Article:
Authored by Madison Woo
Negative self-talk is having an internal dialogue with yourself that undermines your ability to believe in yourself and in your skills and talents. Therefore, negative self-talks limit your potential for positive change and success.
Types of negative self-talks:
All-or-Nothing (aka Black and White): Categorizing things solely as one extreme or another
Commonly uses “always,” “every,” and “never”
Example: “I shouldn’t go because I always mess everything up.”
Magnification/Catastrophizing: Turning a small negative event into a disaster in your mind by exaggerating your flaws and errors
Example: After making a mistake at a sports tryout, you believe that everyone will think you're untalented/clueless and will not chose you for the team.
Fortune Telling: Assuming what will happen without solid evidence
Assumes a negative outcome
Example: “I’m going to fail this test and then I won’t pass the class and I won’t be able to get into my dream college.”
Overgeneralization: Believing a single event will be recurring
Example: Getting a bad grade on one test leads to you believing that you will do poorly on future tests and therefore not pass the class.
Personalization: Blaming something yourself, especially things out of your control
Example: “If I behaved and did all my chores like my parents asked, they would still be together.”
Mental Filtering: Focusing only on the negative things, filtering out the positive aspects
Often involves dismissing personal strengths
Example: Doing well on a test but beating yourself down for missing one of the easiest questions
Mind Reading: Assuming what people are thinking without solid evidence
Example: While giving a presentation you see someone look at their phone. You think they believe your presentation is boring and now regret not choosing a better topic.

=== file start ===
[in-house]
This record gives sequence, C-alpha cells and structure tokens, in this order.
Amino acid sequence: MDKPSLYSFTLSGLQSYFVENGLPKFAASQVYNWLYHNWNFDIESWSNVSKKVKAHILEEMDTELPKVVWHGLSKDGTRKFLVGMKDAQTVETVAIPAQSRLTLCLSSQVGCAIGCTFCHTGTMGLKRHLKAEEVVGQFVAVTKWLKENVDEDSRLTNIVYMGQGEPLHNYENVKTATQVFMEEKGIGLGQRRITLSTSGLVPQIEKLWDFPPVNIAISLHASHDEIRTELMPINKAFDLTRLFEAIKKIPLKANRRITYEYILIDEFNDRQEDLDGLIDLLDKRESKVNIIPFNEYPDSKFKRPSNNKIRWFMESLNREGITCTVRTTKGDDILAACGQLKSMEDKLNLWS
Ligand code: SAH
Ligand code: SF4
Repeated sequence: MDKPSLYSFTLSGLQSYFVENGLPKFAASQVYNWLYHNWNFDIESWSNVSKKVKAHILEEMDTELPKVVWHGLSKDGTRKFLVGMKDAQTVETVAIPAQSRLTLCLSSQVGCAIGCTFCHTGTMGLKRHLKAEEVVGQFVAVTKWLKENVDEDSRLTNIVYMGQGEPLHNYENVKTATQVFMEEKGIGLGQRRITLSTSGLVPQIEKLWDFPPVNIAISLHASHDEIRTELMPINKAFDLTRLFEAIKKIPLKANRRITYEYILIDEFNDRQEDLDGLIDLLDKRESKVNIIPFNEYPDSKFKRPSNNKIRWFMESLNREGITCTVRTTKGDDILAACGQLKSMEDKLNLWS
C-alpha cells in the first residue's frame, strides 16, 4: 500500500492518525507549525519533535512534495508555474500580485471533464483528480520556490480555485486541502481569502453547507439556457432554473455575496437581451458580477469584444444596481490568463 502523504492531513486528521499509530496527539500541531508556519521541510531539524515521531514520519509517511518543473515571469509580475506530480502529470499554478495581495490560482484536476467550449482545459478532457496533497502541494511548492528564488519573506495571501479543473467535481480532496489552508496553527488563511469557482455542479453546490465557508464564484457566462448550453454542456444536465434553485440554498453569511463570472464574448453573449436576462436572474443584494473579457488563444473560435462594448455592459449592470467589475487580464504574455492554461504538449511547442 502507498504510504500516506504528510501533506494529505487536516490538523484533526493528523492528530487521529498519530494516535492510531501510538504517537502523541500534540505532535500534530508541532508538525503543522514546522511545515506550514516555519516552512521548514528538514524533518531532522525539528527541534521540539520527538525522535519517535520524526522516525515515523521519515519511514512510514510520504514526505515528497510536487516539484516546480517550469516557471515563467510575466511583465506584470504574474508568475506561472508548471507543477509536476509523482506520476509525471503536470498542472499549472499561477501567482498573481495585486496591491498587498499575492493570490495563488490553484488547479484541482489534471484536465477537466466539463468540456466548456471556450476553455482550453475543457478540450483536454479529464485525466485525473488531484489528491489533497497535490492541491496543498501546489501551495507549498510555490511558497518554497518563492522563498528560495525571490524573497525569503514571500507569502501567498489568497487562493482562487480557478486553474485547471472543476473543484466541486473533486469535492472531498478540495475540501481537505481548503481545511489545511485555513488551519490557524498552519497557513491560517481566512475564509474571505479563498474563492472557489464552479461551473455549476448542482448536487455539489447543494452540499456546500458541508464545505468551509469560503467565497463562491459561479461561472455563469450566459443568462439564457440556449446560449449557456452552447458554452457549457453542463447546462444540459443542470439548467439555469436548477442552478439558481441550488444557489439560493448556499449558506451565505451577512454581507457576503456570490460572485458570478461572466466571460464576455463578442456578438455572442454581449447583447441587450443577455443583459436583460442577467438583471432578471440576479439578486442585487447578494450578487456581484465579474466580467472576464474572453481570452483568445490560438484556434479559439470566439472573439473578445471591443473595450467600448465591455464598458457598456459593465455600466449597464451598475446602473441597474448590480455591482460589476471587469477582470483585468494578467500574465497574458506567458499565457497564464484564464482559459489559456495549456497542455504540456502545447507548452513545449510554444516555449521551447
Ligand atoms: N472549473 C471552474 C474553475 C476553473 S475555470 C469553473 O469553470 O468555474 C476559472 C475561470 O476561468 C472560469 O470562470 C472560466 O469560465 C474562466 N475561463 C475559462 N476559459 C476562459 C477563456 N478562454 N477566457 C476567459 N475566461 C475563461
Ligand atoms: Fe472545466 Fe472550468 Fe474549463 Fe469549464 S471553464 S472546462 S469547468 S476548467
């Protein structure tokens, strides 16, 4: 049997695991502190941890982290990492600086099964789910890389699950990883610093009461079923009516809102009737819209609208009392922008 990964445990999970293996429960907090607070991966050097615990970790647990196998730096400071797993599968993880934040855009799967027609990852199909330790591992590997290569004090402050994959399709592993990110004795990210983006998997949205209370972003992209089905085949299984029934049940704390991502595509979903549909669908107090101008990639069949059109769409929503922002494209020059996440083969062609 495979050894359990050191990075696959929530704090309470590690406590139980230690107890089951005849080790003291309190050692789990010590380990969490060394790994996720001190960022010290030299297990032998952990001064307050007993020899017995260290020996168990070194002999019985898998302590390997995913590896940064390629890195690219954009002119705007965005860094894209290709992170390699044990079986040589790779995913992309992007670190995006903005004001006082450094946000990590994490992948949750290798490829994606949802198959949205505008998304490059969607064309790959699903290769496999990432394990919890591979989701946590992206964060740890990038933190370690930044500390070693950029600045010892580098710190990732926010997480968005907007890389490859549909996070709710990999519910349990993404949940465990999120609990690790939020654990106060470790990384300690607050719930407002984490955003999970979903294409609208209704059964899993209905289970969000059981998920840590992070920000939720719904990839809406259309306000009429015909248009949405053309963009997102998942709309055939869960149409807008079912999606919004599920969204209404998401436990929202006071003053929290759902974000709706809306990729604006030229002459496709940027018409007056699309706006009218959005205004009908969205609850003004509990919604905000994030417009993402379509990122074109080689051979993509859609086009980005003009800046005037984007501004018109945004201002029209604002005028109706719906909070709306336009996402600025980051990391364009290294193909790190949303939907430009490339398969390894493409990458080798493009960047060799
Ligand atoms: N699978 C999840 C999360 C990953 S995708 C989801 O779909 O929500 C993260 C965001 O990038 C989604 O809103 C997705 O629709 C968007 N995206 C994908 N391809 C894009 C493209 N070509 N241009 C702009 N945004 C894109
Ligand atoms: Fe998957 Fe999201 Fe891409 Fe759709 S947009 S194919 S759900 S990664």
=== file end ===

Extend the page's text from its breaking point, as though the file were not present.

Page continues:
Emotional Reasoning: Failing to make decisions from our values by letting our feelings get in the way
Example: “I don’t feel like studying for the test right now.”
People often give themselves negative self-talks in a joking kind of manner. It’s important to recognize when these negative views become overbearing and harm the way people think about themselves. Such thoughts can feed into a cycle of habitual self-criticism that diminishes self-esteem and self-confidence.
The first step to ending negative self-talks is to realize when you are having them. Then you can reframe your thoughts. Although its appearance will vary by situation, common methods of reframing your thoughts includes asking yourself how true your thought is (in the present and future), identifying and accepting your emotions, and changing the negative thought into a positive one. It also helps to imagine you are talking to a friend. Most people would be encouraging towards their friends, so learning to be a friend to yourself will help create positive self-talks and develop self-compassion.